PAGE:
The US on a fiscal cliff



Alsir Sidahmed

Published — Sunday 4 November 2012

Last update 4 November 2012 6:08 am

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Regardless of who is elected in the US presidential elections on Tuesday, he will be sure of one thing — there will be hardly a honeymoon to entertain before embarking on the tough job of how to face up to what is generally known as the fiscal cliff.
If a deal between the executive branch of the government led by the elected president and the Congress is not reached before the end of the year, the government will face a shutdown as happened before during the first Clinton term.
The New York Times, in a lengthy editorial, endorsed President Barack Obama. It expressed confidence that he will challenge the Republicans on the fiscal cliff even if that means calling their bluff.
However, it expressed hope that a more compromising Congress will emerge after elections, willing to work for policies that the American public needs.
Days before the elections and almost two months before the country faces up to the fiscal cliff, the National Association of Manufacturers (NAM) in the US said that the ongoing recession has wiped out one million jobs this year alone, and that the economic depression will deepen if the Congress fails to act quickly and on time.
If that is to happen, another six million jobs will be lost in 2014, which will be sending unemployment to double-digit at an estimated 12 percent rate as a result of continuous layoffs, jobs becoming vacant and lack of investments that is expected to plateau at $ 60 billion.
The NAM report, seen as relatively independent and honest in reflecting the realities of the market and not affected by the ongoing election atmosphere, went a step further to call on politicians to stop blaming each other and show some care in facing up to problems that need concerted efforts and time to make the necessary turn around takes hold.
The fiscal cliff talked about is regarded as the toughest the country faces in four decades.
If not handled well, it will push the country back into a recession and the non-partisan Congressional Budget Office (CBO) predicts that such recession would be significant, though brief, but given the fact that the USFederal Reserve will be out of option to run a monetary policy since it has exhausted its use of interest rates cut, there is a growing possibility of a deep recession and worsening employment situation.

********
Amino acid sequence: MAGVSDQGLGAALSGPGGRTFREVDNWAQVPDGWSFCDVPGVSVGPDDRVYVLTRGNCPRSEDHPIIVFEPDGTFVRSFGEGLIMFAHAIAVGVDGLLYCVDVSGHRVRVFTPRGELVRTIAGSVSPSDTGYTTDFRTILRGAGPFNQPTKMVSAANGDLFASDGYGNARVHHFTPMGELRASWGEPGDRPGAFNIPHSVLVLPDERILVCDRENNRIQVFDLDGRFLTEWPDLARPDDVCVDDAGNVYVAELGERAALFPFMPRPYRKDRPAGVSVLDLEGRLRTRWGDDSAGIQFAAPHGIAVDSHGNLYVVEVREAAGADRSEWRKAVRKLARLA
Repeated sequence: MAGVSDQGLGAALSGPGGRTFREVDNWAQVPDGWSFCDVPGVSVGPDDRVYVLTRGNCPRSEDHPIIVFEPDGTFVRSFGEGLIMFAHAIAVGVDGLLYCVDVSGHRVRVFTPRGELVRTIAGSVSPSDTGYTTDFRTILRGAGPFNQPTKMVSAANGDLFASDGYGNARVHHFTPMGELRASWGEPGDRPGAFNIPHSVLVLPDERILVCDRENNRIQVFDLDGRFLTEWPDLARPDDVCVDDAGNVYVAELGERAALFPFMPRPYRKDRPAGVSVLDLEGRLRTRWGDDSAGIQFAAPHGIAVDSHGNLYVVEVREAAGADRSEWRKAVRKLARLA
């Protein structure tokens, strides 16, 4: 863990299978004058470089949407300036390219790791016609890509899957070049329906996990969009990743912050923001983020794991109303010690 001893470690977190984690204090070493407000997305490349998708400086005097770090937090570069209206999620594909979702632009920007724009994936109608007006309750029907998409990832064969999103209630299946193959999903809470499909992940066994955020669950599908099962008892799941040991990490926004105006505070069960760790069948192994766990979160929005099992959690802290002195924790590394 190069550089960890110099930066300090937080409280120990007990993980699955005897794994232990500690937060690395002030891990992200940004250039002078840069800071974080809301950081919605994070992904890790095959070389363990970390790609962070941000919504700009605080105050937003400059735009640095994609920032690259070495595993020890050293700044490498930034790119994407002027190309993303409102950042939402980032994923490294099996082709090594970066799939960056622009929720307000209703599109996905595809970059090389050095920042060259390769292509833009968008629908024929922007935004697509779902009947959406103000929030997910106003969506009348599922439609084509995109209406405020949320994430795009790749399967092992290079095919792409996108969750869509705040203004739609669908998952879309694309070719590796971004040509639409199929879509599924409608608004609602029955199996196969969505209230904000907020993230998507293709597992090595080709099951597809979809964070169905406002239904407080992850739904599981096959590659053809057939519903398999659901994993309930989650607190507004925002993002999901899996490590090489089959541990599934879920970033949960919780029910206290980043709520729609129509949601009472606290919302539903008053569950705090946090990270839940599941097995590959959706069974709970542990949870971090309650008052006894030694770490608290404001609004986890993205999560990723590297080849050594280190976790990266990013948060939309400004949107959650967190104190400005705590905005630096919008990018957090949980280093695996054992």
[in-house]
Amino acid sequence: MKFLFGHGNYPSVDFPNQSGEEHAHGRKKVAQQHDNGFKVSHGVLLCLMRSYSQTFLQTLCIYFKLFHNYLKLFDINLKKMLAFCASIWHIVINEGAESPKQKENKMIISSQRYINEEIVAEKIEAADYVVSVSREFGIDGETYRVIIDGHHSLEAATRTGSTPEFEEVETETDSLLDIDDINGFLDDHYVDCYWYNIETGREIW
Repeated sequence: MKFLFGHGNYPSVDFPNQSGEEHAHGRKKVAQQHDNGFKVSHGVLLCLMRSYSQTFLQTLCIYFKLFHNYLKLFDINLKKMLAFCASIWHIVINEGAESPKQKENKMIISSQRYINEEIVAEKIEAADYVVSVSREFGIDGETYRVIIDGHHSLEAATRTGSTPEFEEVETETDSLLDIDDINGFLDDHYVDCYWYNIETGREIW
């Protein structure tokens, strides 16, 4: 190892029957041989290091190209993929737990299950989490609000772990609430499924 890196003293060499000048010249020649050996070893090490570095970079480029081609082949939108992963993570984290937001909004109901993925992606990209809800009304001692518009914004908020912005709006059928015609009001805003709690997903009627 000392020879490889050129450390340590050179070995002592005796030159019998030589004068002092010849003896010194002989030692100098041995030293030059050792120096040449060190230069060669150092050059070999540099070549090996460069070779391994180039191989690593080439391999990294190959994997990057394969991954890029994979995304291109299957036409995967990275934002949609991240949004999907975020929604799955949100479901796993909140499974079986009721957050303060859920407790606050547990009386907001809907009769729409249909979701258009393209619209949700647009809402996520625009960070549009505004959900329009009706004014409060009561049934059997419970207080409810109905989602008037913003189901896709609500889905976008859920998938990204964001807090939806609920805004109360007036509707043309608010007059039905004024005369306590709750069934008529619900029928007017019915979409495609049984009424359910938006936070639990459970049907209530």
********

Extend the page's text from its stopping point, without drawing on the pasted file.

This is a great age of uncertainty. Accordingly, already the US GDP has lost 0.5 percent because of the uncertainty associated with the incessant talk about the upcoming fiscal cliff and the lack of political will and concentration on how to handle the issue.
One example is the issue over the national debt that has already exceeded $ 16 trillion. There are questions how to harness it and forge a way out. Here comes the difference between the two approaches of the democrats led by Obama, who prefers to allow Bush tax cuts on income of more than $ 250,000 a year to expire immediately, while the republicans led by Mitt Romney want to extend the tax cuts for another year and give the Congress the time it needs to come up with a thorough plan to reform the economy in a more drastic and detailed way.
Sensing the upcoming threat of the fiscal cliff, some 80 high profile executives expressed their willingness and readiness to accept more taxes in return for a sizable government spending cuts starting with the military, where the Pentagon is believed to be open to cut reaching as high as $ 400 billion proposed by Obama.
Though Romney tried during his debate with Obama to sound a less war monger and agree more or less to the line adopted by the current democratic administration as far as foreign policy is concerned, which involves less military involvement with the outside, yet the bottom line is how the US can live within its means, be able to generate more income and sharpen its educational, research and managerial expertise to compete well in a more globalized economy.
The national debt issue summarizes this situation. If it were not for America’s political and military clout, such debt would have been in the hands of the International Monetary Fund (IMF) to look for solutions, just like any developing country. Britain has been through this bitter medicine in the 1970s when the then labor government was forced to knock on the doors of the IMF.
IMF Managing Director Christine Lagarde, using the same term of the fiscal cliff, has already warned Washington that it does not have much of a time left after the presidential elections to face up to harsh economic realities that need one thing — tough decisions.
It is no longer business as usual, and no honeymoon in the offing for whoever is going to occupy the Oval Office.

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